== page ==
Concern about the effects of consolidation on the supply of credit to small businesses is predicated on the view that the larger banks resulting from consolidation may restructure their portfolios by discontinuing credit relationships with smaller borrowers and expanding lending to larger borrowers. To the extent that the credit relationship between a bank and a small business is characterized by a relatively high level of specialized knowledge by the bank about its customer, small firms could face difficulties in finding credit from other sources.
Early statistical studies of the effect of bank consolidation on small business lending provided some support to the concerns I have just summarized, as early studies suggested that banks reduce the percentage of their portfolio invested in small businesses after consolidation. However, subsequent research has allayed some of these fears, at least in the United States. Importantly, more recent research has recognized that what is relevant is what effect of changes in market structure have on the total availability of credit to small borrowers and whether such changes are associated with more accurate pricing of risk.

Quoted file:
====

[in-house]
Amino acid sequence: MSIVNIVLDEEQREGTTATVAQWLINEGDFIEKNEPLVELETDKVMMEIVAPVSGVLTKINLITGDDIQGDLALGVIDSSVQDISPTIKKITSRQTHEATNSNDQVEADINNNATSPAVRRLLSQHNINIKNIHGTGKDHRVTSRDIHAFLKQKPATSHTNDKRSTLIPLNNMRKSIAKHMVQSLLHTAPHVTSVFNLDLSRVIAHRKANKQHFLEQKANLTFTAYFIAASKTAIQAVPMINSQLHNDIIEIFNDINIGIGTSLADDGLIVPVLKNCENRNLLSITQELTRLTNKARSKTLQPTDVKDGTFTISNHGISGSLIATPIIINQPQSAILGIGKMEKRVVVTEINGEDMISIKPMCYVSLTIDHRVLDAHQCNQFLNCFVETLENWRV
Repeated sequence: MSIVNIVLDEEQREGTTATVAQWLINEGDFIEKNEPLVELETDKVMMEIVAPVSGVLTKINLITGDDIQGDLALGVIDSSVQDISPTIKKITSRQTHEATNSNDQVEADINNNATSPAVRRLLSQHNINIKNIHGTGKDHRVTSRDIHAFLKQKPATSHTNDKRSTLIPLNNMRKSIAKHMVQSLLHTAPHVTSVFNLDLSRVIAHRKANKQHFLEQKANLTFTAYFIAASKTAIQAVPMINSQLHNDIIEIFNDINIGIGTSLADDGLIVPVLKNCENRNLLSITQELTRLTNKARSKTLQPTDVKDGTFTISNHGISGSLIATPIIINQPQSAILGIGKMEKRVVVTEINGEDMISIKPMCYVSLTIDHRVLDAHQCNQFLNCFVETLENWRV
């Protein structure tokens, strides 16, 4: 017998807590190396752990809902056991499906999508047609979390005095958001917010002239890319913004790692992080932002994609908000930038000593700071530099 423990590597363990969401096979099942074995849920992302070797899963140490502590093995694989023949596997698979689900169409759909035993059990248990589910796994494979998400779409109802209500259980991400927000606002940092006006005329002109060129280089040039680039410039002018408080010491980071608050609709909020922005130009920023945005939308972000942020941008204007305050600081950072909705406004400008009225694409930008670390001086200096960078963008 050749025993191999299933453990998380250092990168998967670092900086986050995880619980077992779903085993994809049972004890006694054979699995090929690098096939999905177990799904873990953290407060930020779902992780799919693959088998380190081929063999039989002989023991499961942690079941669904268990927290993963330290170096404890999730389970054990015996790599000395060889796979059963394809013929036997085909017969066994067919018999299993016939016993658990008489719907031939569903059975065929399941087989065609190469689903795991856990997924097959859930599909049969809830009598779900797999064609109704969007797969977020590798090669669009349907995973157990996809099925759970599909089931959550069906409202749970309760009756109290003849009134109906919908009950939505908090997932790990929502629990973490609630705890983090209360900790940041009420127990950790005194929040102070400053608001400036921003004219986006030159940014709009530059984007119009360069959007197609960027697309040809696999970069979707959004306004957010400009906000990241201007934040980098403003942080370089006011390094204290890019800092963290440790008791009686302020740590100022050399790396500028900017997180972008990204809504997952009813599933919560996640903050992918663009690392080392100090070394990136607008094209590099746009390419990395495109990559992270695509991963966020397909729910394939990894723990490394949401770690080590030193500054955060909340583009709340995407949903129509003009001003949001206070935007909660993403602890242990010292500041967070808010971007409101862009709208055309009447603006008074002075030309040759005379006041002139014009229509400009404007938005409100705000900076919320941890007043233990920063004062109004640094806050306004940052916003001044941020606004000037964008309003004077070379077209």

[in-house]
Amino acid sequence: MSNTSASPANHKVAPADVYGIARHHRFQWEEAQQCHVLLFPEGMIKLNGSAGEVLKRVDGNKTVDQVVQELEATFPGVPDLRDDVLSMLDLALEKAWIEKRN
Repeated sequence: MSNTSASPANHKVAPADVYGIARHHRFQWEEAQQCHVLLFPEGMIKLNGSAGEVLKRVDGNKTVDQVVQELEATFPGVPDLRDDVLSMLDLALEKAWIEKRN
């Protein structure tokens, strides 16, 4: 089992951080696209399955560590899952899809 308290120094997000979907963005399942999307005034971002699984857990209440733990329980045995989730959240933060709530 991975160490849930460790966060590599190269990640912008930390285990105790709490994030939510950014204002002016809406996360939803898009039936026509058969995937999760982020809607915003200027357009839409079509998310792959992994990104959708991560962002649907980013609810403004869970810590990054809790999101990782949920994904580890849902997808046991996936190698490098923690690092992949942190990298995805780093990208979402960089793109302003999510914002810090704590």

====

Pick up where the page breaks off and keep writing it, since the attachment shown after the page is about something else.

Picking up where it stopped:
In the United States, studies that have examined the effect of mergers and acquisitions on small business lending by other banks in the same local markets have found that other banks and new bank entrants tend to offset any reduction in the supply of credit to small businesses by the consolidating banks. In addition, a recent study by Board staff and others suggests that earlier conclusions regarding the behavior of larger banks may need some qualification.2 This study finds that the creation of large banks may not significantly reduce lending to small businesses. Evidence is beginning to emerge that technological change, such as the use of credit-scoring models for small business loans, may serve to expand the supply of credit to small businesses.3 In any event, the remaining uncertainties suggest to me that this topic will be a fertile one for all of us in the coming years.